AWS Machine Learning Blog
Curalate makes social sell with AI using Apache MXNet on AWS
Curalate helps brands convert social influence into sales. The Philadelphia-based startup makes it easy for digital-savvy consumers to make associations between products they see on social channels and where they can buy the very same products. Previously, consumers had to hunt through online catalogs on their own to find a specific product from a social image. With Curalate, products can be linked automatically to where they can be bought.
And since every social post is a potential influence, brands can use the words, images, and memes generated by social users to create a choir effect with lots of voices.
“We are bringing the discovery process online. The same way you might see something when you walk through the store, our products help you make that connection, say on Instagram or other social channels,” explains Jesse Brizzi, Research Engineer at Curalate.
Over 1,000 brands and retailers, including Neiman Marcus and J.Crew, and over 100 million consumers a month use Curalate. These brands realize 20-to-50 percent increases in revenue per visit using Curalate’s social commerce platform and up to 60 times increase in products discovered. For Karl Lagerfeld, tagging photos with Curalate’s image recognition technology allows the fastest and most effective way for its customers to shop for their perfect pieces.
Driving Curalate’s success is deep learning technology on AWS, which helps to make products more discoverable on social media. Curalate’s intelligent product tagging (IPT) service allows customers to automate the collection and curation of user-generated social content in the pipeline, and then connects it to the right product in the catalog. IPT is trained using deep learning algorithms, developed using the Apache MXNet framework, to make it simple for brands to match images with products to recommend to shoppers.
Brizzi notes that, “initially clients had to manually tag the products. Where they would click on the item, tag it, and then go inside their product catalog and manually make the match. Now with deep learning we can make the match and they just have to confirm it. With IPT they are saving time, improving accuracy, and helping consumers find things easily without wasting time.”
Using MXNet, Curalate can quickly build and deploy production models on AWS—training the models on Amazon EC2 P3 instances, pulling data from Amazon S3 and drawing on API services—a steep challenge given the millions and millions of images that need to be ingested and analyzed. MXNet and Gluon, a high-level API interface, allowed Curalate to streamline their end-to-end model development without sacrificing training speed.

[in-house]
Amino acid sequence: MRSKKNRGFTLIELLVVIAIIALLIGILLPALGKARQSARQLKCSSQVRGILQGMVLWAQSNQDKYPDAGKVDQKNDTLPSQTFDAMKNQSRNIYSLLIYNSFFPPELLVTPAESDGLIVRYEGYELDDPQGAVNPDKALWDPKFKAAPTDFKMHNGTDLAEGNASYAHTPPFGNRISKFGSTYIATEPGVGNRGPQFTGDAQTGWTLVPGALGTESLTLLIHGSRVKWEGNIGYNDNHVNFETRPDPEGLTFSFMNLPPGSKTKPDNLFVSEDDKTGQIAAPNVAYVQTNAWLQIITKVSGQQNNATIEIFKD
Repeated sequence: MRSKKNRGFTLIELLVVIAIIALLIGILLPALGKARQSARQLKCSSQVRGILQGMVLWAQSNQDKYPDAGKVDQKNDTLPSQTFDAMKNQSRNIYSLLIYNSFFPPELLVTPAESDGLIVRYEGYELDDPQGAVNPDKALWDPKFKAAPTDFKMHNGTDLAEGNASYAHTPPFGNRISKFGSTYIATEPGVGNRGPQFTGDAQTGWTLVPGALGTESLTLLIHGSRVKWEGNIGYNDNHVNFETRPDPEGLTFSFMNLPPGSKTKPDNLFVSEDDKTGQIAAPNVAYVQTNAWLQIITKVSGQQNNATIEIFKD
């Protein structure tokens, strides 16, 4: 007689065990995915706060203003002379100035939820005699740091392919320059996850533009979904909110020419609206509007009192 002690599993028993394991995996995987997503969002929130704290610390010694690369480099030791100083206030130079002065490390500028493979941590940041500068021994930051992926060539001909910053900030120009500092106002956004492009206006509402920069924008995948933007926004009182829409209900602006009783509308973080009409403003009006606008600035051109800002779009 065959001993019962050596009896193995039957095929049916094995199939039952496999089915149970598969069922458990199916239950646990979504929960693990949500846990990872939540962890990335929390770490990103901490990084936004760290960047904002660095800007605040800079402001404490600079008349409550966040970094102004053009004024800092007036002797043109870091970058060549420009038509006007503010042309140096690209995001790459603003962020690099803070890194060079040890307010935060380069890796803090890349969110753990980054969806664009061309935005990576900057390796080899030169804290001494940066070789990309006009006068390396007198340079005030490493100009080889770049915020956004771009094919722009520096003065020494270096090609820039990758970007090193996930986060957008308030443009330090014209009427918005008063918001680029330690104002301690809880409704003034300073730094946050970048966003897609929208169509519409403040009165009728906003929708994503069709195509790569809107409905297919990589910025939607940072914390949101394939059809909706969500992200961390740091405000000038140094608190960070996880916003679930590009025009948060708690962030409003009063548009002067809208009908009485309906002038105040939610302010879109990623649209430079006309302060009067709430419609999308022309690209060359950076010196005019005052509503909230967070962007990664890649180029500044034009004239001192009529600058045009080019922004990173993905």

“Speed was a key reason we chose MXNet over TensorFlow. We care about moving fast and moving lean from prototyping to production, and MXNet helps us do that. We were looking to make our lives a lot simpler especially in the transition from experimentation to production,” says Brizzi.
MXNet’s support for Scala APIs was also a factor in considering the deep learning framework. “We had to deal with a lot of native code. We used to have to write our own bindings to go from C++ to Scala. This was a pain to manage and keep updated. Using MXNet and Gluon made it way easier to write experiment code and iterate in the Python language and then transfer the models from Python to Scala,” says Brizzi.
For Curalate, the next step is to scale up its platform. As the popularity and influence of social media continues to grow, there will be even more product images to ingest and analyze and connect.
Learn more about how Curalate uses MXNet in this technical deep dive. To get started with deep learning you can try MXNet as a fully-managed experience in the Amazon SageMaker machine learning platform, or use MXNet with the AWS Deep Learning AMIs (Amazon Machine Images), which provide preconfigured development environments for deep learning.
About the author
Cynthya Peranandam is a Principal Marketing Manager for AWS artificial intelligence solutions, helping customers use deep learning to provide business value. In her spare time she likes to run and listen to music.